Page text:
MSA Latchways offers a very wide set of fall protection systems, suitable for many different applications. For industrial users, like crane engineers, the company offers a choice of engineered permanent systems that users can specify to run horizontally, overhead and vertically on ladders.

Horizontal solutions will be most appropriate for crane inspection. The systems can be designed for up to five simultaneous users. It can be fixed to virtually all types of structure and roofing system, and follows the contours of the building by going around bends and up and down inclines. It can be extended to include vertical sections.

The company’s unique Transfastener allows workers to travel the full length of the system without having to detach and re-attach. Horizontal systems from Latchways normally incorporate the company’s Constant Force post for assured fall arrest protection and simplified installation. Where the Constant Force post is not applicable, in-line shock absorbers or a Constant Force energy absorber can be incorporated for equal safety assurance.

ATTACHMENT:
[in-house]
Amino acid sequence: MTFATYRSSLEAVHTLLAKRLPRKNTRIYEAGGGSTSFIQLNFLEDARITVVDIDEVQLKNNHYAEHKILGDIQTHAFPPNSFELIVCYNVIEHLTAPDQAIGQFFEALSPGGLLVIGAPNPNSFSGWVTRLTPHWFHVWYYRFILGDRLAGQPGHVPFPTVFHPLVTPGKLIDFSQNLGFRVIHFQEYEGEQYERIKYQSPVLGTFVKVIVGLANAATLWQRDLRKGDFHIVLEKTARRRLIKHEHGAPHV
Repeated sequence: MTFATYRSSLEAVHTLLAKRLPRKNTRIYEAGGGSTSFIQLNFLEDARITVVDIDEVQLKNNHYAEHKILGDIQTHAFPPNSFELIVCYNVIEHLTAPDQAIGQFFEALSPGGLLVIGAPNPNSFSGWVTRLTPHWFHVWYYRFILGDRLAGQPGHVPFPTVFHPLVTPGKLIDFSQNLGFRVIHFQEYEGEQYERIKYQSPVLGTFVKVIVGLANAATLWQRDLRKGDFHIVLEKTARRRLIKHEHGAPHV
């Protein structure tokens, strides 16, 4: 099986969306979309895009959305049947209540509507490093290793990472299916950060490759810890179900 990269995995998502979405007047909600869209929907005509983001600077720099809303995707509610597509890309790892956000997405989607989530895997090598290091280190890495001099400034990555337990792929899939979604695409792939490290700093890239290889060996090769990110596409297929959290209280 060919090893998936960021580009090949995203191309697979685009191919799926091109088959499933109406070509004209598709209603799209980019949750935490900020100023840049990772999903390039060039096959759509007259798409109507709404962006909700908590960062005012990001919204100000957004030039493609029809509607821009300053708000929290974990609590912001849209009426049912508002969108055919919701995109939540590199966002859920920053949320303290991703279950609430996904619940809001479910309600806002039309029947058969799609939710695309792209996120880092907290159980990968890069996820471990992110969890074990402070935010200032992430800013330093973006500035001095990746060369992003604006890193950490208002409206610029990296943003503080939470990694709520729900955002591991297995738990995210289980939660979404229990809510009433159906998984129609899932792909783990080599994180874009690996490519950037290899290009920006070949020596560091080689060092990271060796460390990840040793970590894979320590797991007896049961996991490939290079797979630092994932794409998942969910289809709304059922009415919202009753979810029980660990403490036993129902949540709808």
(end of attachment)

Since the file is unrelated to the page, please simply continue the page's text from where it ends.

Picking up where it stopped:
The system meets all appropriate international standards.

Performing an inspection with MSA Latchway’s self-retracting lifeline.
Miller’s TurboLite Edge system in use.
An example of Niko’s fall arrest track. Similar systems can be installed on cranes for safe inspections.
Attaching the CheckLine Ball Trolley to a Checkmate Checkline 2
Checkmate’s Checkline 2 in use
MSA Latchway’s self-retracting lifeline in use
Spanset’s DSL2 (left) and one of the company’s standard lanyards (right). The new DSL2 reduces slack wire and cuts clearance heights by 50%..
Miller’s TurboLite Edge